bvfrenchknitter
06-28-2011, 07:46 AM
I am new too but what I have been doing is practicing away from the ukulele. This is just all my opinion and ideas... I used to play piano so I arch my hand so it is off the ground like I'm playing a piano and my finger tips on a surface and lift and set down each individual finger. Do it gently. Once that gets easier you can lift and move each finger before you put it down, reaching in different directions. The next step I've just started is to do it in the air with no ukulele. It is harder. Be gentle with all of it. You want to learn the movements, and get your fingers to move on their own not hurt your joints.

rosceaux
06-28-2011, 08:16 AM
Try pressing down with the very tip of your finger, just behind the nail, rather than the meaty part of the pad. You may find that hard to do, but you are developing a very bad habit that will definitely impede your playing in the future. As you have observed, your fingers should be curved. If I'm envisioning what you are doing correctly, your technique will make it very difficult to play clean chords, as your fingers will likely contact adjacent strings. Additionally, if you move on to fingerstyle play, where speed and dexterity will become more important, you may find advancement difficult.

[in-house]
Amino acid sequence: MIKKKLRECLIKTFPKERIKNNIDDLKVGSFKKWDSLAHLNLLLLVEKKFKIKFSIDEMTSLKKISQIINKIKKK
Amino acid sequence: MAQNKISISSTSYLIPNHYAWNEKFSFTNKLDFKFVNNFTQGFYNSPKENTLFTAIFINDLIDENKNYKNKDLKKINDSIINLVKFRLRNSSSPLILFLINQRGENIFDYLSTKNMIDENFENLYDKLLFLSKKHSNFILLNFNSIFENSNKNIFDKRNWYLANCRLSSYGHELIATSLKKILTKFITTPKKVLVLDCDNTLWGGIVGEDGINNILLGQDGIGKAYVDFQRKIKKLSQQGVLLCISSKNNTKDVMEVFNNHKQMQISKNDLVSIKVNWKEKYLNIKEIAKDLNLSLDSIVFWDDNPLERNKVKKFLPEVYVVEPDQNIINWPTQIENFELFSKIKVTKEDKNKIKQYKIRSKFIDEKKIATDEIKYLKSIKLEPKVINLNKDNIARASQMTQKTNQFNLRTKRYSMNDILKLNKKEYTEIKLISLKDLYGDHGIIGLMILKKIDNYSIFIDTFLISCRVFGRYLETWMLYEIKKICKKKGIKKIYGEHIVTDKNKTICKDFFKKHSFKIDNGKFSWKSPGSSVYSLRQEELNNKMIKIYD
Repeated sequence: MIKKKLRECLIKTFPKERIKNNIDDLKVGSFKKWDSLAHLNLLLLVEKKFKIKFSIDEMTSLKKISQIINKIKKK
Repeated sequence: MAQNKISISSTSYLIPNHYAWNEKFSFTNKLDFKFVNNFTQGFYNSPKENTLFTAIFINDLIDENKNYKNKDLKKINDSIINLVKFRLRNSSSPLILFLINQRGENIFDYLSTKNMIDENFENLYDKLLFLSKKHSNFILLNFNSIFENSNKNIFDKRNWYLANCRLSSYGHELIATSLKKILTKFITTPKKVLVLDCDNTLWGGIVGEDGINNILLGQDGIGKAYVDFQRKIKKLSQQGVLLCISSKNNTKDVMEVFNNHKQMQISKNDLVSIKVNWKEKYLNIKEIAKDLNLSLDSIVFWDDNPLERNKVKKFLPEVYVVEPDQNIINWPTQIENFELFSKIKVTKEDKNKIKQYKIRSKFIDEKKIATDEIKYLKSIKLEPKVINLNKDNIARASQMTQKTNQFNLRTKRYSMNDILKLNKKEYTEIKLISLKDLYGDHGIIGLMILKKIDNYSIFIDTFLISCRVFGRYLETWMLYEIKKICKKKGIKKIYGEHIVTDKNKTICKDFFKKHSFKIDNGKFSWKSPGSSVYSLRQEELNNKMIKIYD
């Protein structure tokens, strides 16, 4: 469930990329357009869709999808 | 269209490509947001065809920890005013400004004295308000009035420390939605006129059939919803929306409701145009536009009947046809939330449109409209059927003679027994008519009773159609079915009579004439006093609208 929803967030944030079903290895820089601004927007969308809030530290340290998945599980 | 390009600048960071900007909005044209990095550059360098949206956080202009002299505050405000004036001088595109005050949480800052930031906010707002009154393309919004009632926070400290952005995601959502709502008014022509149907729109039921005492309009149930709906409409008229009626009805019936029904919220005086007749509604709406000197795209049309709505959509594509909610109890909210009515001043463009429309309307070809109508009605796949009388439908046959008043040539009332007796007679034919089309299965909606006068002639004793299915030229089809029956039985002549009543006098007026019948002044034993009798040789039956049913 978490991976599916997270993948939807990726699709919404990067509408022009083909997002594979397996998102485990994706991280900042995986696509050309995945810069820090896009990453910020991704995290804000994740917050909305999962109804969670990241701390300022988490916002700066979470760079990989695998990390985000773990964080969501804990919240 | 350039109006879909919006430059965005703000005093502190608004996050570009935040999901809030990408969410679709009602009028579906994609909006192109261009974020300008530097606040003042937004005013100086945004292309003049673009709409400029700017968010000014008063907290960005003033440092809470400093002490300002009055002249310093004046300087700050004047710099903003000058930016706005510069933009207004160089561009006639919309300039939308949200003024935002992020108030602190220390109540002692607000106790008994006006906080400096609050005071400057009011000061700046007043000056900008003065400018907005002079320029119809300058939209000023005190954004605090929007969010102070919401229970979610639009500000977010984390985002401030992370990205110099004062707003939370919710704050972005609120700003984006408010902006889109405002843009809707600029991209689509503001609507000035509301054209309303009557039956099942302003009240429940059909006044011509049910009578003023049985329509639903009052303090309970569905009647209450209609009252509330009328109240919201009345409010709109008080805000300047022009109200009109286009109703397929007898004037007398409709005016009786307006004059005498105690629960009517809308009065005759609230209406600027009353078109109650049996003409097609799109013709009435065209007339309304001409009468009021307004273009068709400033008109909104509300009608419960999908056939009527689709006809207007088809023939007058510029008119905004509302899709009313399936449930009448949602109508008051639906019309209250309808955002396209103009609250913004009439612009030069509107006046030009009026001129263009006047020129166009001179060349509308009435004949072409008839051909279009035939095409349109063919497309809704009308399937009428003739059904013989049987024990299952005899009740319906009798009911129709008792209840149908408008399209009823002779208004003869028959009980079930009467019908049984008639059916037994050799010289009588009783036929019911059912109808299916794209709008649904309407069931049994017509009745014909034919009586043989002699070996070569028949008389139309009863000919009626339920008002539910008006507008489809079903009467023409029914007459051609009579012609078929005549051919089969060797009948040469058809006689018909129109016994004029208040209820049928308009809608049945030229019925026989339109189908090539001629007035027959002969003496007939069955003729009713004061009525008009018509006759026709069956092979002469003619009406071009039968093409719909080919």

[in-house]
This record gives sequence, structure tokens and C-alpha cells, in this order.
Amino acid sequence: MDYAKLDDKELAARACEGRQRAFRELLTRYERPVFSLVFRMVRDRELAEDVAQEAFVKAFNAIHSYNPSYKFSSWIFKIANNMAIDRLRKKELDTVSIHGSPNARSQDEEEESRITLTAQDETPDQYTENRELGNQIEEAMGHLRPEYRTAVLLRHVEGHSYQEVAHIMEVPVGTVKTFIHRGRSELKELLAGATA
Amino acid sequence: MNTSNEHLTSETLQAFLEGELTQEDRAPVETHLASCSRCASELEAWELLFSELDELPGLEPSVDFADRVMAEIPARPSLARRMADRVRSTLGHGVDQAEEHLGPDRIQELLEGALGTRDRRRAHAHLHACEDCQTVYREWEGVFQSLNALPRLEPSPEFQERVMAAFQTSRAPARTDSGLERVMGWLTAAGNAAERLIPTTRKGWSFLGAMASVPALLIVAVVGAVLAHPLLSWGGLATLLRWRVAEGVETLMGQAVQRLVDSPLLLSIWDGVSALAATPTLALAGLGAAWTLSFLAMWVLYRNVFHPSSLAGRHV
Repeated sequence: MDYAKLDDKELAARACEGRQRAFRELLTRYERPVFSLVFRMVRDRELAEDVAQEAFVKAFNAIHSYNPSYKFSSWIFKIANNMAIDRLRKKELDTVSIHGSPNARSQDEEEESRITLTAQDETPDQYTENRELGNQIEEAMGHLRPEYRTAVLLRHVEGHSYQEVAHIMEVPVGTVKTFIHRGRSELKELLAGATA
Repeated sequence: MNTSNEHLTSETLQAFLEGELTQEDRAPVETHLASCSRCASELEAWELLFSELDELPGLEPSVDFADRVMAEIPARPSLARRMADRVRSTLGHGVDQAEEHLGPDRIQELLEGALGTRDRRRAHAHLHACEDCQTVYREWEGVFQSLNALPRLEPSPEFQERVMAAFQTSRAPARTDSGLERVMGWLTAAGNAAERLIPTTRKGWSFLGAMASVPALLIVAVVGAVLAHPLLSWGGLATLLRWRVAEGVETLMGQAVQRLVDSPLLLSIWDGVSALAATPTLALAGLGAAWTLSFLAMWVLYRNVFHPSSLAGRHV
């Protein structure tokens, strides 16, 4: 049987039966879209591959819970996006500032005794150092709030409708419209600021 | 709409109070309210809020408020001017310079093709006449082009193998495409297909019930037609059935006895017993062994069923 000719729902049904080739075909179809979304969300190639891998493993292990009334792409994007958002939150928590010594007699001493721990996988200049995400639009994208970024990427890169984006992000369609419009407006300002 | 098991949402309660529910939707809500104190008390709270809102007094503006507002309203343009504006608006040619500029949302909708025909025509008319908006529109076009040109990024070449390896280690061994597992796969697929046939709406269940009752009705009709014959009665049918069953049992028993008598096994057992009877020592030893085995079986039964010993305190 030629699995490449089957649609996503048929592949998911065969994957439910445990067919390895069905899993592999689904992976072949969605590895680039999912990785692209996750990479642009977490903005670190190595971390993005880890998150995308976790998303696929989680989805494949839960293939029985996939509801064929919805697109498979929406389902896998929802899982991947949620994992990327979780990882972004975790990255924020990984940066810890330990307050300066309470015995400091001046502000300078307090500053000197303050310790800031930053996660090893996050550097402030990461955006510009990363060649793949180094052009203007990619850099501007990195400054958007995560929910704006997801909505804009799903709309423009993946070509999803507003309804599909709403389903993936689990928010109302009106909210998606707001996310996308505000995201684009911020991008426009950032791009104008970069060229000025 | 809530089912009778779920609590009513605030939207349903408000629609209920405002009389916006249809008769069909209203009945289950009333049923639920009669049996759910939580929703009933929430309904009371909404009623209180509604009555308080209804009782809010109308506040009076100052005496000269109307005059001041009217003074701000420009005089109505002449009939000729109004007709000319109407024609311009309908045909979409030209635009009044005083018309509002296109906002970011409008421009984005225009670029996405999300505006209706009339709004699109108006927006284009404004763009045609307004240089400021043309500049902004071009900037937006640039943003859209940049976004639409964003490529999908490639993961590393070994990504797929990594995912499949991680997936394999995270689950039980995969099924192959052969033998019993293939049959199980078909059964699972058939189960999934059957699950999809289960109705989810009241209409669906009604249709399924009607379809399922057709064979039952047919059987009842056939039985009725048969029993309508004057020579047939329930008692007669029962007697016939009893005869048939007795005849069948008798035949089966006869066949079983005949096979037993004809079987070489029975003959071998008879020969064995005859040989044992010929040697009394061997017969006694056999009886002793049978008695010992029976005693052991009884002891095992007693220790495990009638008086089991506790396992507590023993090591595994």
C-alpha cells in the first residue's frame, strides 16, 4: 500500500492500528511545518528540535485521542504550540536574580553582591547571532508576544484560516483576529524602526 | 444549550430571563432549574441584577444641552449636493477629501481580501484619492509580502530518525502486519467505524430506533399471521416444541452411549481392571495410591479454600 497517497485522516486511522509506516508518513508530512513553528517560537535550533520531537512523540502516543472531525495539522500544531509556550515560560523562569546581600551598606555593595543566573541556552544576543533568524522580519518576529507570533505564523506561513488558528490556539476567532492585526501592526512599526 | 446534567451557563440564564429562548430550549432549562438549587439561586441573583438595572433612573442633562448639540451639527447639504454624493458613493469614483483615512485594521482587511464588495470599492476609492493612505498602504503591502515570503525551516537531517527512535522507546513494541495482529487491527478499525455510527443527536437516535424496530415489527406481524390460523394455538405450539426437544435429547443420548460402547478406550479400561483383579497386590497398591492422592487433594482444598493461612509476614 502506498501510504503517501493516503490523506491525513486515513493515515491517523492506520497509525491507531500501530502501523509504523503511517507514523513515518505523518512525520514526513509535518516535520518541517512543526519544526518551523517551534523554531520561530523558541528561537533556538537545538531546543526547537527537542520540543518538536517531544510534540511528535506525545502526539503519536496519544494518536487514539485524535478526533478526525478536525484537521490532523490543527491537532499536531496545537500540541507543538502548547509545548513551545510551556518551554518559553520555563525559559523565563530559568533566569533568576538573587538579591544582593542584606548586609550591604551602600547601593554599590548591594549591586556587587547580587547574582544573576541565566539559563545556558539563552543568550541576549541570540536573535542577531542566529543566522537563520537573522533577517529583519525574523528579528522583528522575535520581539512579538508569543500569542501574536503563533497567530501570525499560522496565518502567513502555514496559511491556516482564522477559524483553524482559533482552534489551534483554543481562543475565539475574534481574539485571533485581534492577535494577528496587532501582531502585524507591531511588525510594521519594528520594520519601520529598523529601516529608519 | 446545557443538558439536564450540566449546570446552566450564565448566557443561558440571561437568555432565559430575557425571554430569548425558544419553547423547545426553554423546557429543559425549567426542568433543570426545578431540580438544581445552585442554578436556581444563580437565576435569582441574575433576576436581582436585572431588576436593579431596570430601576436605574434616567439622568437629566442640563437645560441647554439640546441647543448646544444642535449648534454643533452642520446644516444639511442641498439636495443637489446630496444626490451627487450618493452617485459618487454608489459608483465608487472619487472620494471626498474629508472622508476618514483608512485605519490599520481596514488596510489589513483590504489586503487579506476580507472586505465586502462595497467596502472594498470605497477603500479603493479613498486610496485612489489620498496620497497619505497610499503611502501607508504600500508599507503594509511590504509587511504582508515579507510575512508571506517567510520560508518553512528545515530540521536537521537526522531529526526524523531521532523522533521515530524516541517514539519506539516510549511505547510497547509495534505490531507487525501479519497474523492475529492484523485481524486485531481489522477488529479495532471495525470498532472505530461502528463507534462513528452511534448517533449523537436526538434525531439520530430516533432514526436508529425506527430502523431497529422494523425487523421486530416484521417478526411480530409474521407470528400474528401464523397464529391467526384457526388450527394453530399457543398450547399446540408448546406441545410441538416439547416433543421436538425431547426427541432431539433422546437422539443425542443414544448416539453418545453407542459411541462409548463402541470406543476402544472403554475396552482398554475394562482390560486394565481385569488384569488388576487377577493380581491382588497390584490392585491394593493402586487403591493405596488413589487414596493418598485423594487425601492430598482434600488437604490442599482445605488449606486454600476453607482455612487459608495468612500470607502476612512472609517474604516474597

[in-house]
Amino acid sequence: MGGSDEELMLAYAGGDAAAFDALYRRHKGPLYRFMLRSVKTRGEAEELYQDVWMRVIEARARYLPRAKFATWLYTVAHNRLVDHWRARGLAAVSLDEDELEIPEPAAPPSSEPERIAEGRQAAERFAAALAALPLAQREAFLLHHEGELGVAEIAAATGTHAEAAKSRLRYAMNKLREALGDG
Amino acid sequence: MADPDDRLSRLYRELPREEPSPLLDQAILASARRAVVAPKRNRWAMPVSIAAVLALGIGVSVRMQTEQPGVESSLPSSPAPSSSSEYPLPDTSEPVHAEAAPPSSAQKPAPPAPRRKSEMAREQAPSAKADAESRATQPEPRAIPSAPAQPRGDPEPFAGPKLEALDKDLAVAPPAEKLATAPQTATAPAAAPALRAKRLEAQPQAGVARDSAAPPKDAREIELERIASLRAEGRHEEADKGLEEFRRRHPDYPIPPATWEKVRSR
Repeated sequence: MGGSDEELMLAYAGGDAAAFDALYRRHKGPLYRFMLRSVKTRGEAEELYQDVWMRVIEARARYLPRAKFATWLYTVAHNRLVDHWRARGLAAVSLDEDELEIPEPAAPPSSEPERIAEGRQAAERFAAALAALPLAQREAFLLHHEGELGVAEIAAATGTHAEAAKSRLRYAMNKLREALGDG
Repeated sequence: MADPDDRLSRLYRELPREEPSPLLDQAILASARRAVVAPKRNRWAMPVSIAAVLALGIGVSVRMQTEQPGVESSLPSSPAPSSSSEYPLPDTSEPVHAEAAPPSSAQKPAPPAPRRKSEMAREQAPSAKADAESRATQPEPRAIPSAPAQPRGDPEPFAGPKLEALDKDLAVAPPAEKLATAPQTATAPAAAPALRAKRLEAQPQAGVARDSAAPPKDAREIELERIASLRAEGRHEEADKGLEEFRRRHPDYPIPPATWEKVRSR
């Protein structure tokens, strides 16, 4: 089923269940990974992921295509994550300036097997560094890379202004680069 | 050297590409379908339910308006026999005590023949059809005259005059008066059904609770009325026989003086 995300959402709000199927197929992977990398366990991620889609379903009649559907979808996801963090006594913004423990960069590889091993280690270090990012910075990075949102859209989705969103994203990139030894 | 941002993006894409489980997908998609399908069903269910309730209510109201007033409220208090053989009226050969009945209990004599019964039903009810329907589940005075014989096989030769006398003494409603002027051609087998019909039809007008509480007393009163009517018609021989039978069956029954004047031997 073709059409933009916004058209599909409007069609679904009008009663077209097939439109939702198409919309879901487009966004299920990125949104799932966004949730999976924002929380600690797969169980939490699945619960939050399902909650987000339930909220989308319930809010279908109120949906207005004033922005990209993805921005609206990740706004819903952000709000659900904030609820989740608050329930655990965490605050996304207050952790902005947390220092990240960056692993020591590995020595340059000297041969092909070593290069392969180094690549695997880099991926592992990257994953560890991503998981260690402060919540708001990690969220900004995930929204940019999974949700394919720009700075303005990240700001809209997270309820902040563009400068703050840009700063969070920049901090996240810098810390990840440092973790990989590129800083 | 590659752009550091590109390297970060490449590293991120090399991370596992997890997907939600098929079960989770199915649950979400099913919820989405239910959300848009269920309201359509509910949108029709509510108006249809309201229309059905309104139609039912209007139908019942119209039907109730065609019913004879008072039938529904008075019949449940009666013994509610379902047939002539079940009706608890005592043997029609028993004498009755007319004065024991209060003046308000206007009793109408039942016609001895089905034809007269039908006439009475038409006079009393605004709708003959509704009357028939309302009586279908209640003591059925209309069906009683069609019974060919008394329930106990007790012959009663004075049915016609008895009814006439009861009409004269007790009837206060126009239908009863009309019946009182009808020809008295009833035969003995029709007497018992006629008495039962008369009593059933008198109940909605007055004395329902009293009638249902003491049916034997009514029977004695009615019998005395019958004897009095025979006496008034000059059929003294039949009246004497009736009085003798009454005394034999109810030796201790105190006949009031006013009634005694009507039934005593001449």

You may be pressing harder than you need to--holding down a nylon string shouldn't require much finger pressure, and if yours in bending at the joint, it may well be too much. Try a lighter touch and see if that helps.


I was just lurking through this post. As a beginner, that sounds like great advise. Want to make sure any short-term gains don't incur long-term costs. Back to the drawing board - err, fret board - with better technique.

Perfect practicing makes perfect

mudflap
06-28-2011, 08:52 AM
Practice is definitely the best advice. I also do some left hand finger stretching exercises when sitting at my desk or driving (doing the exercises on the steering wheel).

1) I try to reach out as far as a I can with my fingertips bent so that only the tips are touching.